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Publications

by Keyword: Optical control

Castagna R, Maleeva G, Pirovano D, Matera C, Gorostiza P, (2022). Donor-Acceptor Stenhouse Adduct Displaying Reversible Photoswitching in Water and Neuronal Activity Journal Of The American Chemical Society 144, 15595-15602

The interest in the photochromism and functional applications of donor-acceptor Stenhouse adducts (DASAs) soared in recent years owing to their outstanding advantages and flexible design. However, their low solubility and irreversible conversion in aqueous solutions hampered exploring DASAs for biology and medicine. It is notably unknown whether the barbiturate electron acceptor group retains the pharmacological activity of drugs such as phenobarbital, which targets γ-aminobutyric acid (GABA)-type A receptors (GABAARs) in the brain. Here, we have developed the model compound DASA-barbital based on a scaffold of red-switching second-generation DASAs, and we demonstrate that it is active in GABAARs and alters the neuronal firing rate in a physiological medium at neutral pH. DASA-barbital can also be reversibly photoswitched in acidic aqueous solutions using cyclodextrin, an approved ingredient of drug formulations. These findings clarify the path toward the biological applications of DASAs and to exploit the versatility displayed in polymers and materials science.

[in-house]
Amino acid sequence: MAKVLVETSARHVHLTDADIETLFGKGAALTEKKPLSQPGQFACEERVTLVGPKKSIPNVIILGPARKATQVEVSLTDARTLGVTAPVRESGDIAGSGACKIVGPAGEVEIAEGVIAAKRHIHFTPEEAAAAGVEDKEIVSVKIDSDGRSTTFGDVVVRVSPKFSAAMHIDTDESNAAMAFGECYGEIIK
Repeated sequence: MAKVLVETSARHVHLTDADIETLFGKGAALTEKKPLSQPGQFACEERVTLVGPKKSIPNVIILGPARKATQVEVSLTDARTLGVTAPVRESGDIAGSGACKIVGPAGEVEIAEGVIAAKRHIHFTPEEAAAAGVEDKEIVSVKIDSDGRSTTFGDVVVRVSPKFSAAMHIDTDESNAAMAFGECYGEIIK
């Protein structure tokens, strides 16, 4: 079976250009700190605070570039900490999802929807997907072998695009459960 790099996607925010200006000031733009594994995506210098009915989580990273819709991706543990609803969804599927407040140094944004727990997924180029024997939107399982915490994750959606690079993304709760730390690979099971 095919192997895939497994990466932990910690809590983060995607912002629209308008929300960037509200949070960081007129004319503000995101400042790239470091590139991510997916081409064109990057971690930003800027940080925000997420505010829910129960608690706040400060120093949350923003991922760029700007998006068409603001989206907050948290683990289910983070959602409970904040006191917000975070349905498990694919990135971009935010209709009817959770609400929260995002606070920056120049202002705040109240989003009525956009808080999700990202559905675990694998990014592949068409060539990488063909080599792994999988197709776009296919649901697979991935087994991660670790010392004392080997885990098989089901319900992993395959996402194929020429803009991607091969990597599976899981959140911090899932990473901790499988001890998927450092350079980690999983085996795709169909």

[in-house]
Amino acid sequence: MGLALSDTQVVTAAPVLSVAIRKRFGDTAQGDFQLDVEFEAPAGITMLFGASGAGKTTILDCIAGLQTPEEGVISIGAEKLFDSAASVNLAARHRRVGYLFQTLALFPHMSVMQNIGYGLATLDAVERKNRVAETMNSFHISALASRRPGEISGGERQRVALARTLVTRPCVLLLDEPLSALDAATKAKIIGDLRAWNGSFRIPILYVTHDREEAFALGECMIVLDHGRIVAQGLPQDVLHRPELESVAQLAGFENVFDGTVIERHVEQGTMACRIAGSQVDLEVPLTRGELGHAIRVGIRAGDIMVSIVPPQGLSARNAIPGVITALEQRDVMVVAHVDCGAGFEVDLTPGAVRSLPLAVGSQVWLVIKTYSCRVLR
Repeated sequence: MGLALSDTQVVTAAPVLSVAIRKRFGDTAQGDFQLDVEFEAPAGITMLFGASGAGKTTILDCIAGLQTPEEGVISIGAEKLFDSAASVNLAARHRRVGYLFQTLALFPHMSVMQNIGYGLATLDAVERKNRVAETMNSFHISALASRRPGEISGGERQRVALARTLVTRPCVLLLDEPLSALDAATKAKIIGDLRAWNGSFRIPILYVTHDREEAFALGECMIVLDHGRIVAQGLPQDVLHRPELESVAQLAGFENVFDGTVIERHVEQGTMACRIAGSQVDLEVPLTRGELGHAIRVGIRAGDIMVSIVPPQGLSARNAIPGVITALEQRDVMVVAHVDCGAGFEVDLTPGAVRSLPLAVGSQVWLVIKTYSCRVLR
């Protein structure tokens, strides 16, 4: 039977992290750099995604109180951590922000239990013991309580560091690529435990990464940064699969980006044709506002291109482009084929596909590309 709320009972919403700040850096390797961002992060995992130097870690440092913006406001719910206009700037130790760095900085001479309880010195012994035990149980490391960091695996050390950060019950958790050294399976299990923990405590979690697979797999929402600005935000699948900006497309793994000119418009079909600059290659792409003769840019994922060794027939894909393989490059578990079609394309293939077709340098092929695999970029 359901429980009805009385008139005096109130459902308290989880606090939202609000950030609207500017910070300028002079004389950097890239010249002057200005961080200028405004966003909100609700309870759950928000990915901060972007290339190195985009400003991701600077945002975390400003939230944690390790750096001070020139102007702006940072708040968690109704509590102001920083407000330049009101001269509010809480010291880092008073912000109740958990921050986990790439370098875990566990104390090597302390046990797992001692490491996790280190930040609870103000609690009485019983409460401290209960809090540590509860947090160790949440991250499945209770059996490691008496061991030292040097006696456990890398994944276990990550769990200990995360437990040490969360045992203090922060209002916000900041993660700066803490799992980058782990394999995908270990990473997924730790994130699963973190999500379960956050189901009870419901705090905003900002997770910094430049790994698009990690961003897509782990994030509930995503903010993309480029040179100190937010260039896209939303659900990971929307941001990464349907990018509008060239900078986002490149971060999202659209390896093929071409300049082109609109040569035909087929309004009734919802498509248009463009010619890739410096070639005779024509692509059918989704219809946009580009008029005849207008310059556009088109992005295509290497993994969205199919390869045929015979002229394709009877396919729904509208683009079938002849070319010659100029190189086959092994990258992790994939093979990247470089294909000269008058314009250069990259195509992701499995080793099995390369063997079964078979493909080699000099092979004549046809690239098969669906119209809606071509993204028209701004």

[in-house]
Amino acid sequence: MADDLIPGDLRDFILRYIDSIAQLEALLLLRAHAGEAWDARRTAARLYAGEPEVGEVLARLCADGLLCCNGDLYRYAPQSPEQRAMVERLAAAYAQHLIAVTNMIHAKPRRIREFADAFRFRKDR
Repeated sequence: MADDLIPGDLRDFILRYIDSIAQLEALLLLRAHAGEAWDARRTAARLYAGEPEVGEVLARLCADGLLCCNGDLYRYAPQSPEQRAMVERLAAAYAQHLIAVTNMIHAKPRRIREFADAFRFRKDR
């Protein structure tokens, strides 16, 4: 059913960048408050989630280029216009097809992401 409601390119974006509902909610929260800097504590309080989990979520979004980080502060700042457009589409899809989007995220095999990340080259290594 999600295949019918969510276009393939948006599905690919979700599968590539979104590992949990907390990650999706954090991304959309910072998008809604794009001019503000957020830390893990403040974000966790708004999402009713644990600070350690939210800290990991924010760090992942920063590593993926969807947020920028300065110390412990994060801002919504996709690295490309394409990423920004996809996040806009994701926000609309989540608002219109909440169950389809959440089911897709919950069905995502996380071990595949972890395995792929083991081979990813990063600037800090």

JTD Keywords: behavior, receptor, visible-light, wavelength, Optical control


Castagna, R, Kolarski, D, Durand-de Cuttoli, R, Maleeva, G, (2022). Orthogonal Control of Neuronal Circuits and Behavior Using Photopharmacology Journal Of Molecular Neuroscience 72, 1433-1442

Over the last decades, photopharmacology has gone far beyond its proof-of-concept stage to become a bona fide approach to study neural systems in vivo. Indeed, photopharmacological control has expanded over a wide range of endogenous targets, such as receptors, ion channels, transporters, kinases, lipids, and DNA transcription processes. In this review, we provide an overview of the recent progresses in the in vivo photopharmacological control of neuronal circuits and behavior. In particular, the use of small aquatic animals for the in vivo screening of photopharmacological compounds, the recent advances in optical modulation of complex behaviors in mice, and the development of adjacent techniques for light and drug delivery in vivo are described.